Change some part of the practice. Learners can devise their own transformation drills, repeating what is heard but changing some part of the sentence. Use progressive verbs, past tense, informal language, different nouns, or whatever. This can be practiced in conjunction with (2) PRETENDING (page 5). Imagining a real situation evokes practical usage pertinent to the learner's life. Again, in this way learners effectively seize otherwise hollow statements, lending them meaning. One should do this after some degree of proficiency is gained with the material.
Sometimes break guideline (1) "REPEATING" and just listen. In this case, greater focus can be placed on the listening. This can be best applied at times of low concentration, like when one feels fatigued, or at times when the material is too challenging.
Shift the focus from remembering vocabulary, to particles, to smoothness, to grammar, etc. All the areas of language study are contained within a single sentence. Focusing on certain particulars will both break the monotony of repetition, and also sharpen one's skill in that area.
When using a text and tapes, one should usually practice by just listening, but sometimes it is advantageous to read along in the text while listening. This is especially useful for difficult material, and provides reading practice as well.
Mimic the speaker. With this exercise, one does not concern oneself with meaning, but instead focuses on pronunciation, rhythm and intonation of the target language. Be like the child who, when complimented for his pronunciation, said, "I'm making fun of them" (Language Hungry).
Have fun. Take each lesson seriously, try, but don't fret over progress (or its apparent lack). Understand that progress comes, levels off, climbs again, levels off--and maybe even seems to fall (Walters 2).
Choose fun methods of study. Study songs rather than grammar texts if the latter is boring. Murphey writes that the 20th century's great physicists, Einstein and Bohr, both had, "a lifelong boyish...curiosity and pleasure in play." Ultimately, science was a game (Language Hungry 27). Learners can consciously shift their thinking to approach study as a challenging game rather than a burdensome chore. Learners should read, think about, and practice the target language with interested eyes, with the eyes of a child.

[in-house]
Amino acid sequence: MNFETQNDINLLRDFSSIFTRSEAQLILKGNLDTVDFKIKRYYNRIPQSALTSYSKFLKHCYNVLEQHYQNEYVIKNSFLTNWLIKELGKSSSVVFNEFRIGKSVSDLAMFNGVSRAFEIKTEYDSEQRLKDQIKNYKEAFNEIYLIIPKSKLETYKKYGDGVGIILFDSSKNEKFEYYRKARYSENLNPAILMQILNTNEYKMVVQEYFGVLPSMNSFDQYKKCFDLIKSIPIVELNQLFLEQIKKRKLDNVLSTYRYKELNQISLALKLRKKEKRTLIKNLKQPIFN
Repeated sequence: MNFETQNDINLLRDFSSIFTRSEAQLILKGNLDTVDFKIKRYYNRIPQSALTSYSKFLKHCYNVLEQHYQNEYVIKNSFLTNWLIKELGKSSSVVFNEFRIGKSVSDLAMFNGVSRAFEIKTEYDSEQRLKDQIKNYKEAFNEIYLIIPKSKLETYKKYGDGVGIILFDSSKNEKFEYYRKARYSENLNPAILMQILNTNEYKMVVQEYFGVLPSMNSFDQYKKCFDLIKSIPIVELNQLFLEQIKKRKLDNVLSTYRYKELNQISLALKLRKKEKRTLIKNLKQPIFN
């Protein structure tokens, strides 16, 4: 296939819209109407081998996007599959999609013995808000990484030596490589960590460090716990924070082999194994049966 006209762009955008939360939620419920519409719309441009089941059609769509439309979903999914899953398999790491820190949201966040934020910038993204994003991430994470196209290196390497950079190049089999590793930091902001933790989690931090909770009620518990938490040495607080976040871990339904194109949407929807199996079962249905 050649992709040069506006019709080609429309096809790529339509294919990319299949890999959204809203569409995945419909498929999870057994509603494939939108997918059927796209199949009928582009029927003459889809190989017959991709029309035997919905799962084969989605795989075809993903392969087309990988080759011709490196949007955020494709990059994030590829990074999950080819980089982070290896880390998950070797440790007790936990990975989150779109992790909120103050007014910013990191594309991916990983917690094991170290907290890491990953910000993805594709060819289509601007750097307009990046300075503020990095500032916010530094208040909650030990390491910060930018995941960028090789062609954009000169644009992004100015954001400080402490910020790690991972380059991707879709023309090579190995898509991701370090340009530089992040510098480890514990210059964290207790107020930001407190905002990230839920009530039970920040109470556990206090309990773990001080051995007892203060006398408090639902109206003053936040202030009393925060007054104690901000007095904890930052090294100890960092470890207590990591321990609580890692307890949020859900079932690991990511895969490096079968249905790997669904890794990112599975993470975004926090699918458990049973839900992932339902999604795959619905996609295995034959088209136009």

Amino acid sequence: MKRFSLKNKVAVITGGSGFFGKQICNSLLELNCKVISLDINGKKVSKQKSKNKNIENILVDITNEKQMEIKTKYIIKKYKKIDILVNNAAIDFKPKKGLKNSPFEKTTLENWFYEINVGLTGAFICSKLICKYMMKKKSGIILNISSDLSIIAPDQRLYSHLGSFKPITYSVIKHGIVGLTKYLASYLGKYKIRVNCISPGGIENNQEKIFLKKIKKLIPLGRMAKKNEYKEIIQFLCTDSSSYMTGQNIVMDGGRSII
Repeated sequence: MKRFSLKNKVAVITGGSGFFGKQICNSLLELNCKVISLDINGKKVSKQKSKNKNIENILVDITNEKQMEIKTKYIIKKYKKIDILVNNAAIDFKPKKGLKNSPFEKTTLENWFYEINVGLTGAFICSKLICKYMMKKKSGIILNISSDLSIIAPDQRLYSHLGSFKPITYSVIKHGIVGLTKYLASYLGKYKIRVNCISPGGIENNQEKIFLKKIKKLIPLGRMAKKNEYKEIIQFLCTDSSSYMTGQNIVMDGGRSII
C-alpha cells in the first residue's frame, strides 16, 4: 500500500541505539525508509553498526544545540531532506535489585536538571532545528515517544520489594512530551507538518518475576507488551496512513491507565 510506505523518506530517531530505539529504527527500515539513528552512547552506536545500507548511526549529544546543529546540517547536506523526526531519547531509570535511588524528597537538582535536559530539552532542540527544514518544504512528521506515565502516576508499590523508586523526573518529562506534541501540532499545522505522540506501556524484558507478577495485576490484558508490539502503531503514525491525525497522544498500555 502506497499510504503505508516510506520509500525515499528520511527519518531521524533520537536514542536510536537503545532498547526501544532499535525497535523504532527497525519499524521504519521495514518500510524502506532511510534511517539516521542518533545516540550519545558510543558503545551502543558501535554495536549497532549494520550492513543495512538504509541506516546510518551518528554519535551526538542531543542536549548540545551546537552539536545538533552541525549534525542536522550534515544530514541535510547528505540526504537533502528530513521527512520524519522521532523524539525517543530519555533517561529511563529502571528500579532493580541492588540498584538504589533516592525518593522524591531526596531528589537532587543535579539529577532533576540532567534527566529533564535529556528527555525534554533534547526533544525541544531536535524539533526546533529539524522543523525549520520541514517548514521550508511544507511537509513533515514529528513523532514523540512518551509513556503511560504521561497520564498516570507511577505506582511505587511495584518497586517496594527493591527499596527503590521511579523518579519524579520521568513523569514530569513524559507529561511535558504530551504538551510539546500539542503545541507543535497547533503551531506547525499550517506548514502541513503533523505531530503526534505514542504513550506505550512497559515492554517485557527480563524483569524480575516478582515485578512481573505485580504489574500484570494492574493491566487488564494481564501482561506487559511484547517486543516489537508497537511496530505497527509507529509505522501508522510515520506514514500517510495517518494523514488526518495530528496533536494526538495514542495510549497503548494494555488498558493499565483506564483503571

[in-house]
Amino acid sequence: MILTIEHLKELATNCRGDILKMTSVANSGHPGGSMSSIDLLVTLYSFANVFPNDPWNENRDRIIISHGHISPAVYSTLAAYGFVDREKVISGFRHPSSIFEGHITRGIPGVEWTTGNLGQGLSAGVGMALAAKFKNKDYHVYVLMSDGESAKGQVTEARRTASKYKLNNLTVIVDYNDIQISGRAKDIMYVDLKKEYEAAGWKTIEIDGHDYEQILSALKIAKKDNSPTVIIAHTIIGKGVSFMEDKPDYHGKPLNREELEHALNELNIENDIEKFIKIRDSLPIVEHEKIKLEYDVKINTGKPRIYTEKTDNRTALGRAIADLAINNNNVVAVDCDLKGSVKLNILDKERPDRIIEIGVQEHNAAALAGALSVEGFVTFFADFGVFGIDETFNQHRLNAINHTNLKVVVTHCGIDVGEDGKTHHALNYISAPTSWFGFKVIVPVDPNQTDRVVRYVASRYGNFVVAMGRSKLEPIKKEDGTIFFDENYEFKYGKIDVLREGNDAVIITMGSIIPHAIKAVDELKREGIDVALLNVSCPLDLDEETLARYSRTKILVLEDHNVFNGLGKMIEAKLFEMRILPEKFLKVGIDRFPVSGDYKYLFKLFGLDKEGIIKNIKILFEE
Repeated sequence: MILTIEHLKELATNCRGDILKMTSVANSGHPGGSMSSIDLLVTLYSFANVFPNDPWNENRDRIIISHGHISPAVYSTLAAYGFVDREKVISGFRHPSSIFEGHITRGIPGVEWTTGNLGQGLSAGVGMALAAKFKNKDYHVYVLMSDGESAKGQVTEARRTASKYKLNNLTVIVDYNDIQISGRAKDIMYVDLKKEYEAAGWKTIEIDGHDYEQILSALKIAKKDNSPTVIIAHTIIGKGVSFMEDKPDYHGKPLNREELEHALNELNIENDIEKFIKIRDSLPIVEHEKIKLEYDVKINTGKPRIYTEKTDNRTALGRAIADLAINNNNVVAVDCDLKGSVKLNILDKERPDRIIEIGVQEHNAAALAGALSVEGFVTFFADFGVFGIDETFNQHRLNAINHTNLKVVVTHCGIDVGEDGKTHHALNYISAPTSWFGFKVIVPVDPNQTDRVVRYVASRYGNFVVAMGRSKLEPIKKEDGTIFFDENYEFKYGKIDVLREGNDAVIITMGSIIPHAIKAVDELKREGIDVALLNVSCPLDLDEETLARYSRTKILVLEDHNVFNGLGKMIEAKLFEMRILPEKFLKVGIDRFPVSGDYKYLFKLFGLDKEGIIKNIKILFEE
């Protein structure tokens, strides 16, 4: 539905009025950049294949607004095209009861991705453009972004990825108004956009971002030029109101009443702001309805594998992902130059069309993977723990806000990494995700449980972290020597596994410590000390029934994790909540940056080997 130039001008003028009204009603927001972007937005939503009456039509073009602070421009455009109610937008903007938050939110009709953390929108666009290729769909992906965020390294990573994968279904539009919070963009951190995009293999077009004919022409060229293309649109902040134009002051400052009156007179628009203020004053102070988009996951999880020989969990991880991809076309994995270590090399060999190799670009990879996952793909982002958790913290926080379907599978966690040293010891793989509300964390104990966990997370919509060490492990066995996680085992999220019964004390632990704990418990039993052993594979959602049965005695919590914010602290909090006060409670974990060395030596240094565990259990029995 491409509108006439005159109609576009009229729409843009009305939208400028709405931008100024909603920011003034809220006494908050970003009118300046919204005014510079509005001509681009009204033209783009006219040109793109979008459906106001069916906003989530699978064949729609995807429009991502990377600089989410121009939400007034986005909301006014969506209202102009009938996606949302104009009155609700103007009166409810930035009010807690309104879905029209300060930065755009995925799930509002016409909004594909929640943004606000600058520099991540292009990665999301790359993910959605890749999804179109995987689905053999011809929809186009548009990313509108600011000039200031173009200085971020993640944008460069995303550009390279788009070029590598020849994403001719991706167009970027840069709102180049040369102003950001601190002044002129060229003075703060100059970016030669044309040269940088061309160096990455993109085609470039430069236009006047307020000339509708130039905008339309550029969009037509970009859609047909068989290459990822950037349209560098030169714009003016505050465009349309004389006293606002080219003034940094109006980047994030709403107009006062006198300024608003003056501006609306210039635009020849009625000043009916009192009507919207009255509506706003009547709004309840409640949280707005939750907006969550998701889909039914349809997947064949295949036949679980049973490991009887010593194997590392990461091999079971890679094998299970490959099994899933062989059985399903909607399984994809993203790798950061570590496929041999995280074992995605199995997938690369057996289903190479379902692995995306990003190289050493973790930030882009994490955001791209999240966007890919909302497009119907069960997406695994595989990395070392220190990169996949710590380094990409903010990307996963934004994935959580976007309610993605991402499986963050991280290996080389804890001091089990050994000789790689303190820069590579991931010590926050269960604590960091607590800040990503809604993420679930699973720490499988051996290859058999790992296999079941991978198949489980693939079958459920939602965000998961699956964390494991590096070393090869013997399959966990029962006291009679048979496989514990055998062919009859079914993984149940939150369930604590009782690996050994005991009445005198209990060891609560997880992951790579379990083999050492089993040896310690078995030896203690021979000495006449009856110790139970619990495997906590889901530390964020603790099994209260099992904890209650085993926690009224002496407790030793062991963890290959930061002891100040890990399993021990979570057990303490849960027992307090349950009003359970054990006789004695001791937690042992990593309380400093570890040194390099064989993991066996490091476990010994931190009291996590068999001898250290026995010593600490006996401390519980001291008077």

Vocabulary JournalLearners can be encouraged to keep a list of new vocabulary. Small pocket notebooks of the vocabulary with native language-target language translations--or, if the learner is advanced enough, target language vocabulary with target language explanations--are handy to carry and practice any time, like on the train, or while waiting at stoplights. Diligent review, even for just five minutes a day, can bring very positive results.
ConclusionClassroom instructors can communicate the above ten audio-tape study techniques to students who desire to do self-instruction in various ways. The instructor can simply hand the learner the list; in most cases the language should be simplified first.
The classroom instructor can apply the techniques using a tape in the classroom, while pointing out the techniques so motivated learners are more likely to do on their own. Students, both for self-instruction and for classroom work, can be encouraged to do "action logs" where students write about and evaluate...activities after each (lesson)" (Murphey 13). Similarly, students can write "language learning histories" where they reflect on their experiences learning the target language.
Most of the above principles can be used beyond self-instruction with language
tapes. Ideally, students take these ideas and develop them further to fit their needs
and abilities. With guidance, students can take greater control of their language
learning and move towards autonomy as language learners.
- Dickenson, L. 1987. Self-Instruction in Language Learning. Cambridge University Press.
- Murphey, T. 1998. Language Hungry. MacMillan Language House.
- Murphey, T. (1998, July). In and Between People: Facilitating Metacognition and Identity Construction. The Language Teacher, 13-15.
- Pimsleur, Dr.
- Walters, M. (1997). Unpublished . A Guide to Active Learning. The Nara YMCA International Language Center.
The Internet TESL Journal, Vol. V, No. 5, May 1999